Renter's Guide to Apartment Safety


As an apartment renter, it’s important to be prepared for unexpected emergencies. There are many precautions you can take to make sure you aren’t caught off guard when a storm hits or the power goes out. Follow the advice below so you’ll be ready and able to act quickly in the event of an emergency.

1. Create an Emergency Kit

Whether it's a hurricane, tornado, earthquake, or flood, you’ll be glad you have an emergency kit on hand. Fill a plastic tub with flashlights, batteries, a first aid kit, a battery-powered radio, and at least three days-worth of water (enough for each person to drink one gallon every day for three days) and non-perishable food items. A wireless charger for your cell phone can also come in handy, or even a solar charger for other appliances.

Here are some other items that might be useful to include:

•             Pliers or wrench (to turn off utilities if necessary)
•             Can opener
•             Whistle (so you can signal for help if trapped)
•             Dust masks (in the case of air contamination)
•             Garbage bags
•             Moist towelettes or hand sanitizer
•             Local maps (in case your smartphone fails you)
•             A change of clothes
•             Copies of important documents (e.g., passport, renter’s insurance)
•             Mylar thermal blankets
•             Extra food and water if you have a pet
•             Matches
•             Fire extinguisher
•             Personal hygiene items
•             Paper and pencil

Inform everyone in the apartment of where the emergency kit is kept.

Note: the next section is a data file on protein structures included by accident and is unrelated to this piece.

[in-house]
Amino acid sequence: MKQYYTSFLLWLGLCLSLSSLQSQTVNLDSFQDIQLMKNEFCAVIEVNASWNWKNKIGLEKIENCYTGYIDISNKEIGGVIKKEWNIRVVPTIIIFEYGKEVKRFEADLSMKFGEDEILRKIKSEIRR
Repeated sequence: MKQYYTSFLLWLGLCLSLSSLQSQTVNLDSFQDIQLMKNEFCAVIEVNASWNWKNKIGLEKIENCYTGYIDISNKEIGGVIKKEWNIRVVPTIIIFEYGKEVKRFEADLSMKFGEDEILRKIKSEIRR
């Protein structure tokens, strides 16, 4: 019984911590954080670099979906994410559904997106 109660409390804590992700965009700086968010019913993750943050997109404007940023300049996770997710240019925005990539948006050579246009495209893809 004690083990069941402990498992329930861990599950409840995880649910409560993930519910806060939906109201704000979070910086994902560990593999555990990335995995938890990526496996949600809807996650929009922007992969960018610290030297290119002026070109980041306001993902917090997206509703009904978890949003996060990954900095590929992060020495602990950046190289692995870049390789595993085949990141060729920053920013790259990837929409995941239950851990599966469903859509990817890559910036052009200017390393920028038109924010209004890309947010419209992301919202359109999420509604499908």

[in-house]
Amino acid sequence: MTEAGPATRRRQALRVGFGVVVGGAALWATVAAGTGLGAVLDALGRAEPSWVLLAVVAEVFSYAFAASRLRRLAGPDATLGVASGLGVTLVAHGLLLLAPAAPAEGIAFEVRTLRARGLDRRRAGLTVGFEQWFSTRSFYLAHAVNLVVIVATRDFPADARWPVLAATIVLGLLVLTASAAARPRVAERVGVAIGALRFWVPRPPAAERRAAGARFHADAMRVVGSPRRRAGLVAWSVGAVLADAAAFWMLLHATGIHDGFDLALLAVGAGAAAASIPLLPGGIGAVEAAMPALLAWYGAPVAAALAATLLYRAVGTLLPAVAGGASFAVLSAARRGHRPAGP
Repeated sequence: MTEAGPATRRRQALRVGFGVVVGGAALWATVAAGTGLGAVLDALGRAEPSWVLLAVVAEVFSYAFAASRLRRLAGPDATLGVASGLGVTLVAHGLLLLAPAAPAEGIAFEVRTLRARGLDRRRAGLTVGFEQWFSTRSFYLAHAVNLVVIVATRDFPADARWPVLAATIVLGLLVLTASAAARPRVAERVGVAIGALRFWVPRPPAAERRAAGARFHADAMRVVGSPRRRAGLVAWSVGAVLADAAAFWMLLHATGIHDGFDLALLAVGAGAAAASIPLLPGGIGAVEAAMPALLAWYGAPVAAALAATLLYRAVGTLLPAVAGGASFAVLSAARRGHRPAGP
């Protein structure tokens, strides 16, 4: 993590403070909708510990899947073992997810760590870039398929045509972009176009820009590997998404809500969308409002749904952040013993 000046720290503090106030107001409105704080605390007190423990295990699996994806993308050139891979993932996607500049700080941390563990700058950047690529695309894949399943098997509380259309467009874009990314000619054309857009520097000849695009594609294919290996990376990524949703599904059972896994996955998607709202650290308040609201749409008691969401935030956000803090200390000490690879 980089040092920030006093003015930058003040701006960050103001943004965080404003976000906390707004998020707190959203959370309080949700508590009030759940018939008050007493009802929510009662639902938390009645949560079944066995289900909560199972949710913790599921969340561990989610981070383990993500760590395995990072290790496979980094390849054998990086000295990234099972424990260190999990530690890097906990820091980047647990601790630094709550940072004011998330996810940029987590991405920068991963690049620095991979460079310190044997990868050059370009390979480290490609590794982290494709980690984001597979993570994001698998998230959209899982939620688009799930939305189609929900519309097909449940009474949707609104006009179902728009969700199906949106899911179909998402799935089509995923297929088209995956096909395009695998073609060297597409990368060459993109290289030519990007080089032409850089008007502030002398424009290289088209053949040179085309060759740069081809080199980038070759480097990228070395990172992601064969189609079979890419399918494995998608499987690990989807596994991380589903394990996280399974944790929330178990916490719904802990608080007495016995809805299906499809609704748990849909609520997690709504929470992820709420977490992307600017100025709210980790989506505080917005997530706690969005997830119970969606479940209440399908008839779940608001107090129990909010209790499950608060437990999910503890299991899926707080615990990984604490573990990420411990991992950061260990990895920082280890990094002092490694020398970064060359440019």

2. Make a Plan

Identify two possible exits from your apartment - including windows and fire escapes. Even if it seems silly, do a walk through of the steps you would take in the event of a crisis. Remember: Never take the elevator during an emergency. You'll want to avoid the risk of getting trapped if the building loses power.

3. Meet Your Neighbors

A crisis brings people together - so before an emergency occurs, it can be beneficial to host a get-together for everyone in your building to meet, mingle, and exchange emergency contact information. That way, you'll feel more comfortable if you are ever in a situation that forces you to rely on neighbors for matches or extra food. It's helpful to discuss who has the safest shelter locations, if anyone owns supplies like a backup generator, and if anyone has medical expertise.

4. Wireless Emergency Alerts

Most smartphones can receive Wireless Emergency Alerts - a nationwide emergency alert system that sends text messages to WEA-capable phones in the vicinity of impending dangerous weather.

5. Prepare for Flooding

If your apartment is located in a flood zone or near dams or levees, natural floods can be a serious disaster. During flood conditions, stay up-to-date and heed any issued warnings. If you need to evacuate your apartment, disconnect all electrical appliances and move essential items to a higher level. 

Plumbing problems can also cause internal apartment flooding. In this situation, notify your landlord and apartment maintenance staff immediately. For toilet and faucet issues, find the shutoff valve near the floor or wall and rotate it to the right to stop the flow of water. Burst pipes require attention from the maintenance staff - while waiting for them to arrive, clear out all valuables and electrical items.

To keep frozen pipes from bursting in the winter, set your thermostat above 55 degrees Fahrenheit, check the insulation around your plumbing, and let your faucets drip to keep water flowing - especially over night.